However, that couldn’t be further from the case with the measure net. We’re not sure how exactly, but the bag on the Guide model is surprisingly light and although it has a very small mesh, it cuts through the water really well. That makes for a quicker, more accurate ‘stab’ which anyone who has netted their share of fish will surely appreciate.
The Guide model also has an adjustable handle, adjusting from 56 to 68 inches which we really appreciate when we need that extra little reach from the boat.
We appreciate the aesthetics of a wooden handled net built by hand from exotic hard woods as much as the next guy, but in our line of work they just don’t last. No net will ever last forever of course, but we like that the Guide model is built to take some abuse. Plus, should you ever need to replace the bag itself, simply unzip the old bag, and zip a new one onto the frame! No weaving or tying in a new bag involved. It really couldn’t be any simpler.
For the traveling angler, the handle can also be quickly disconnected from the frame for easy transport in the boat, the truck, or the suitcase.
We’re really happy about the Measure Net and aside from keeping us honest, we think it does a lot for the well being for our trout as well. If you’re in the market for a new trout net, we can’t recommend them enough. Or, if you have a favorite net frame that’s in need for a new bag, you can even pick up the appropriate measure net bag for your own frame too!
For more information, be sure to stop by your local fly shop, or check out all the available shapes and sizes on the Measure Net website by clicking right here.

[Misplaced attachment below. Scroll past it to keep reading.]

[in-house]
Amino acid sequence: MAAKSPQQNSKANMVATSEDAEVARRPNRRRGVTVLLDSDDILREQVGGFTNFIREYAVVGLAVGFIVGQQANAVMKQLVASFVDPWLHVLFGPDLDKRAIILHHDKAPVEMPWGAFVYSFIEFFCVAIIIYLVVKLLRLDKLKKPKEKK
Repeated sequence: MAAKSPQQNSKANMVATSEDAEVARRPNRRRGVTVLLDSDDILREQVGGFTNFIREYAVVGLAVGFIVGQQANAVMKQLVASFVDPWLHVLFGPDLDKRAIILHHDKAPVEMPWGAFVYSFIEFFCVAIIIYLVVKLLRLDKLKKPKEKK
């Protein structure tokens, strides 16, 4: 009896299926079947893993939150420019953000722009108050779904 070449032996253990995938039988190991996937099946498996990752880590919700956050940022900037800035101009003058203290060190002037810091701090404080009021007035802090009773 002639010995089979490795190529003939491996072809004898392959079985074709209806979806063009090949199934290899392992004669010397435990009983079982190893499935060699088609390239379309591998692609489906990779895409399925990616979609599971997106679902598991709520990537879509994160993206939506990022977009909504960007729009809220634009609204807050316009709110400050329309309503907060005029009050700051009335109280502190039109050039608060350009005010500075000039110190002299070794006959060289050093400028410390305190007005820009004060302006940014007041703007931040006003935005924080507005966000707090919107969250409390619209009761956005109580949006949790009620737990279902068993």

More on Landing Fish
As they say – Behind every great angler is a great net man.. Okay, maybe no one says that, but they should!
Landing big fish takes team work. Any body who has attempted to put the mesh on a hot fish in heavy current knows that there’s just as much skill required of the net man as there is of the guy doing the fighting.
However, as the angler, there’s a lot you can do to make the net man’s job a heck of a lot easier. Whether you’re fishing with a guide or another buddy, the following tips will help them out, and ultimately help you land more fish.
Help Out Your Net Man – 6 Tips
- Communicate. While fighting your fish, let the guy who’s going to be netting your fish know exactly what you’re going to do ahead of time. “I’m switching sides,” or “I’m going to get his head up..” Communication is key and many big fish are lost when the angler and the net man aren’t on the same page.
- Find Soft Water. When attempting the land big fish (we’re talking big king salmon, steelhead, and the like), maneuvering a net big enough to handle such species is extremely difficult in fast currents. The faster the water, the more difficult it is to be accurate with a large net during what could be a very quick window of opportunity. So, after hooking your fish, make your first priority finding good soft water to fight and land your fish from.